Author

Professor David Grayson CBE
Professor David Grayson CBE

Chair

David is Emeritus Professor of Corporate Responsibility at Cranfield School of Management. From 2007-2017, he was director of the Doughty Centre for Corporate Responsibility and Professor of Corporate Responsibility.

David became Chair of the Trustees Board on 01 April 2019.

He joined Cranfield in April 2007, after a thirty year career as a social entrepreneur and campaigner for responsible business, diversity, and small business development. This included founding Project North East which has now worked in nearly 60 countries around the world; being the founding CEO of the Prince's Youth Business Trust and serving as a managing-director of Business in the Community.

David has an Honorary Doctorate of Law from London South Bank University and was a visiting Senior Fellow at the CSR Initiative of the Kennedy School of Government, Harvard (2005-10).

He has served on various charity and public sector boards over the past 30 years. These have included the boards of the National Co-operative Development Agency, The Prince of Wales' Innovation Trust and the Strategic Rail Authority. He chaired the National Disability Council and the Business Link Accreditation Board; in each case appointed by the Major Government and re-appointed by the Blair administration.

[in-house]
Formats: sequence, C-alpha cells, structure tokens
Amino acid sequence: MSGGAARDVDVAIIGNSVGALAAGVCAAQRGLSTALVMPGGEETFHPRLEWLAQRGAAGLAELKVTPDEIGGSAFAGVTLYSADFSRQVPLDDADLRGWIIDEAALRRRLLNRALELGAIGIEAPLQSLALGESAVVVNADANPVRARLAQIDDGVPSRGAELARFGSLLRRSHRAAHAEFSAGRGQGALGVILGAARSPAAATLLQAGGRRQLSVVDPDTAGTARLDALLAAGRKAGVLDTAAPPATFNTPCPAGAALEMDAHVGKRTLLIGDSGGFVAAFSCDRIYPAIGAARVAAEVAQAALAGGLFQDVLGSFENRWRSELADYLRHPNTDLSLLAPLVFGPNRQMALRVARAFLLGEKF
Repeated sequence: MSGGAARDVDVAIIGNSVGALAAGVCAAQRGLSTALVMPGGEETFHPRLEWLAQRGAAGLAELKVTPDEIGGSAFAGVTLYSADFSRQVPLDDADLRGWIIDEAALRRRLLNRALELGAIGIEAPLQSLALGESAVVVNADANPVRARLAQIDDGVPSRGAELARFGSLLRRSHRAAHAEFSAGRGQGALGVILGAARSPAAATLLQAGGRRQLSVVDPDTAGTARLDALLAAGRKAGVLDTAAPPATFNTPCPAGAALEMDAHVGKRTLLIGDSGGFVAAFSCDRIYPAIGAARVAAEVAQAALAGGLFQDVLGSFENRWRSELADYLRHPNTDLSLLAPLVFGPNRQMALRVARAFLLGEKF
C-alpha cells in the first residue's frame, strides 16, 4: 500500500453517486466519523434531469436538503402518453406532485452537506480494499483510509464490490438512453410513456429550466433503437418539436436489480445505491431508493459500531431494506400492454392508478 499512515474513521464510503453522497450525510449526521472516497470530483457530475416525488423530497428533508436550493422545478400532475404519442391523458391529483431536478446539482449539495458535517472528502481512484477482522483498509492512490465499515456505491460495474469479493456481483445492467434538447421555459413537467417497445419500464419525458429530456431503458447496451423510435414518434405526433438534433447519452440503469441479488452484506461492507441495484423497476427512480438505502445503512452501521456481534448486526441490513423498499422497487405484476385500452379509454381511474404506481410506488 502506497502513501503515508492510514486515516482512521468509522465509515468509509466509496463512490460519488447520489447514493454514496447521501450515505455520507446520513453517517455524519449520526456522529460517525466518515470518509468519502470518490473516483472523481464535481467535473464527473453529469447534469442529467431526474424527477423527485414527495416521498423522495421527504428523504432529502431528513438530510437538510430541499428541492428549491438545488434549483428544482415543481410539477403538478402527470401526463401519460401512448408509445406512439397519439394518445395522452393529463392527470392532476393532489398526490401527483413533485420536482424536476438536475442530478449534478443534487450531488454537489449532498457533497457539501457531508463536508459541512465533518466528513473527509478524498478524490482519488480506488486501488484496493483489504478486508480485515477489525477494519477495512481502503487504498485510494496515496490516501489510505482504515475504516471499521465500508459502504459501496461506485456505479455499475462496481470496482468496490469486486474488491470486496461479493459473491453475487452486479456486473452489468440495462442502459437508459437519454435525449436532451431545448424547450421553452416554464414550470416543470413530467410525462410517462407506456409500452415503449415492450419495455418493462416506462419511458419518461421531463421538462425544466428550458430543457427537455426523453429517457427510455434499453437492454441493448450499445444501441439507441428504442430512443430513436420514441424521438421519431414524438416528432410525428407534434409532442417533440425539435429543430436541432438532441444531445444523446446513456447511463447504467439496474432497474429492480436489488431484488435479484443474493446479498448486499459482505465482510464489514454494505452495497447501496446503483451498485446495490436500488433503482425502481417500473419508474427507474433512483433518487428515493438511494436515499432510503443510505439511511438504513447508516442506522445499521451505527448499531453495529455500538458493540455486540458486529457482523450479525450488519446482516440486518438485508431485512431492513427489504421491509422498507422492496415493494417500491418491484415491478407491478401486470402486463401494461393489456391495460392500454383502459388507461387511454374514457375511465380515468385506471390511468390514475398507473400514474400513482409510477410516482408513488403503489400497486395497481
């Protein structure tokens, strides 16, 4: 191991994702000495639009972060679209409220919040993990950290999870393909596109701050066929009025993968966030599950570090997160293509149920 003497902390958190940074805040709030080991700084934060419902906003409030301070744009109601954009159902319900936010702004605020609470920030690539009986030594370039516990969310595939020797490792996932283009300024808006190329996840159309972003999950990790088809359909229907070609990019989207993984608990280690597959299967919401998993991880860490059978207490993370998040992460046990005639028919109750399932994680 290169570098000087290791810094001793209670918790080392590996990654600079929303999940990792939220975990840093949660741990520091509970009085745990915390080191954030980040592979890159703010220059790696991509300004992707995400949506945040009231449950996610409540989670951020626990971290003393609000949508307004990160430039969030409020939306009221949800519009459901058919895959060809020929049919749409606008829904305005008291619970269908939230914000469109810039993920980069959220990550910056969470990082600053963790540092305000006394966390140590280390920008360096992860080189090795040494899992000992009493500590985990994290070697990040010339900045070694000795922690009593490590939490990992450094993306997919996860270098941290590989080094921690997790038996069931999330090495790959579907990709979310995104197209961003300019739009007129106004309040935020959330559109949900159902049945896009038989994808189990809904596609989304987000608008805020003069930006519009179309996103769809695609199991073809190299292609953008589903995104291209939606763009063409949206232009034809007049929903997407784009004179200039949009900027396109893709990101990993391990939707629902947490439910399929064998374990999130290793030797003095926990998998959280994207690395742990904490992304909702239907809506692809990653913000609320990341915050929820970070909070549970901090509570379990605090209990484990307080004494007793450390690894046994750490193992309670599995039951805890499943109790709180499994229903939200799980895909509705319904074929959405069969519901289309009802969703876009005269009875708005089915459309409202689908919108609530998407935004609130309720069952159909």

He is currently chairman of the national charity Carers UK championing the role of 6.5million Britons caring for a loved one. He is a former chairman of one of the UK's larger social enterprises and largest eldercare providers, Housing & Care 21 during which the organisation made corporate history by becoming the first-ever not-for-profit successfully to acquire a publicly quoted group of companies. David received an OBE for services to industry in 1994 and a CBE for services to disability in 1999.

David has written a number of books on responsible business and corporate sustainability including most recently: ‘All in - The Future of Business Leadership’ with Chris Coulter and Mark Lee. He is part of the faculty of the Forward Institute and of the Circle of Advisers for Business Fights Poverty

The Guardian has named David as one of ten top global tweeters on sustainable leadership alongside Al Gore, Tim Cook - CEO of Apple, and Facebook's COO Sheryl Sandberg